#17 Spring 1996
REPORTS ON TAFOL CASES
l ESSAY CONTEST UPDATE
l TAFOL PRESIDENT TO SPEAK ON ZONING
l RECENT CONTRIBUTORS
l TAFOL BRIEFS ASSIGNED IN COLLEGE
l KANSAS CITY NEWSPAPER PUBLISHES
FEATURE ARTICLE ON TAFOL's
l PROJECT LEADERS SOUGHT
l SECOND RENAISSANCE CONFERENCE
INCLUDES COURSE BY TAFOL BOARD
1996 Page 1
PROGRESS REPORTS ON TAFOL
First, the bad news. On January 2, 1996, the United States
Court of Appeals for the Second Circuit decided Immediato
v. Rye Neck School District. The Rye Neck Board of Education had
instituted a requirement that no student could graduate without
completing a community service program. Plaintiffs attacked
this requirement as a violation of the students' right against
involuntary servitude under the Thirteenth Amendment and their
right to due process of law under the Fourteenth Amendment.
They also claimed a violation of parents' right to raise their
children as they see fit.
The Association for Objective Law filed an amicus curiae brief,
written by Board member Thomas A. Bowden, pointing out the
moral implications of the program. The brief identified the
issue as altruism versus egoism. After defining those terms,
the brief pointed out how the school board was forcing its
concept of morality on the students and parents:
Obviously, an individual's choice of altruism or egoism as
a guiding principle is
complex, delicate, and personal. The
nuances cannot be addressed, much less
resolved, in a legal
brief. Yet we are here because the Rye Neck School District
Board of Education has arrogated to itself the authority, in
constitutional guarantees, to decide this issue
for its students. The Board has,
in effect, established a morality
test for graduating from high
school. To receive
a diploma, a student must, for
at least 40 hours, practice the altruist code of morality.
Egoistic students must set aside their own code of values and
submit to the Board's
prescription of what is orthodox in this
matter of morality.
arguments were ignored. The court rejected the Thirteenth
argument based on a long series of Supreme Court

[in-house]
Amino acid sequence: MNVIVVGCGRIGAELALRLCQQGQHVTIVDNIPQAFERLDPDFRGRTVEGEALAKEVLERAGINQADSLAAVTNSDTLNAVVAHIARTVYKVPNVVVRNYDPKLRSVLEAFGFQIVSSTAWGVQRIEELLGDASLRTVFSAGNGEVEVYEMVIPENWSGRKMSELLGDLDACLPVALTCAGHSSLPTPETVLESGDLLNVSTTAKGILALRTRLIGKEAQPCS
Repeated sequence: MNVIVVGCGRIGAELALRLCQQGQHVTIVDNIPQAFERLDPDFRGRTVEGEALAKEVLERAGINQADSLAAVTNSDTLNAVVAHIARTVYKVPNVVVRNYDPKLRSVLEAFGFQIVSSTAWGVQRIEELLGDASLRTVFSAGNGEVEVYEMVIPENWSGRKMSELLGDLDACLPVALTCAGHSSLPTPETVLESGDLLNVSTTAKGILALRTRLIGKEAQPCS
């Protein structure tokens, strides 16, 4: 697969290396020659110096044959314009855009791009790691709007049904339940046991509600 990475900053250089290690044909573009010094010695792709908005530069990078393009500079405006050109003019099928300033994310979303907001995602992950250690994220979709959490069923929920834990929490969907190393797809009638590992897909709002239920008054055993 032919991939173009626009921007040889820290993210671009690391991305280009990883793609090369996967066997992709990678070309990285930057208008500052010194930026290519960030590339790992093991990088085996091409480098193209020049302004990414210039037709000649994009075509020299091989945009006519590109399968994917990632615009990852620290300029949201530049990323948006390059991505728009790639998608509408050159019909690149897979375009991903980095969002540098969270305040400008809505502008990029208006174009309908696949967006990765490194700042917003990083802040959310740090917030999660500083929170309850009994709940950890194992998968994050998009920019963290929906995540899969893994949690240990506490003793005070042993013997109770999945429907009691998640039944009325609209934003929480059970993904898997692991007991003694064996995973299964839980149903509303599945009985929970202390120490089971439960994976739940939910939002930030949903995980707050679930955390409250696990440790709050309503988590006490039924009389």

cases that had emasculated the provision. The court's handling
of the due process claim illustrates the deterioration of the
concept of rights in the past sixty years. In 1923, the Supreme
Court found unconstitutional a state law forbidding the teaching
of foreign languages to students below the eighth grade. Two
years later, a requirement that parents send their children
aged 8-16 to public schools only was determined to violate
fundamental rights. And in 1972, the Court found that mandatory
school attendance beyond the eighth grade violated the right
of the Amish to freedom of religion. This last decision was
distinguished in the Immediato case as follows: "Finding
for the plaintiffs, the [Supreme] Court was careful to focus
upon the religious nature of their claims, observing in contrast
that '[a] way of life, however virtuous and admirable, may
not be interposed as a barrier to reasonable state regulation
of education if it is based on purely secular considerations." In
other words, rational objections are unacceptable, but mystical
beliefs win the day.
The Immediato case is similar to Steirer
v. Bethlehem Area School District, in which TAFOL
also filed an amicus curiae brief. Another mandatory community
service case is pending
in the Fourth Circuit Court of Appeals, but the prospects for
its success appear bleak.
* * *
1996 Page 2
awaiting decisions in two cases in which TAFOL President
Michael J. Mazzone is fighting against immoral laws.
The Texas Supreme Court is considering
whether to impose mandatory pro bono service on all lawyers in that state
(Gomez v. State Bar of Texas), and the United States
Court of Appeals for the Fifth
Circuit has before it the question whether a State may seize interest
earned on clients' money being held in lawyers' escrow accounts
such money to "public interest" groups. These cases have been described
in previous issues of this Bulletin.
ESSAY CONTEST UPDATE
Second Annual Essay Contest is underway. Essays have been
received and are being graded. Prize
winners will be announced in the next Bulletin. The
first prize essay will also be published in the next Bulletin.
TAFOL PRESIDENT TO SPEAK ON ZONING
TAFOL President Michael J. Mazzone will address the issue
of zoning on April 19, 1996, at 7:00 p.m. at the Mission Avenue
Elementary School, [data omitted] in Albuquerque, New Mexico.
The speech will cover the moral and practical problems of zoning
and the rational alternative to zoning: deed restrictions adopted
and agreed upon by all of the owners of the affected property.
For more information, call [data omitted].
We would like to thank the following people for their recent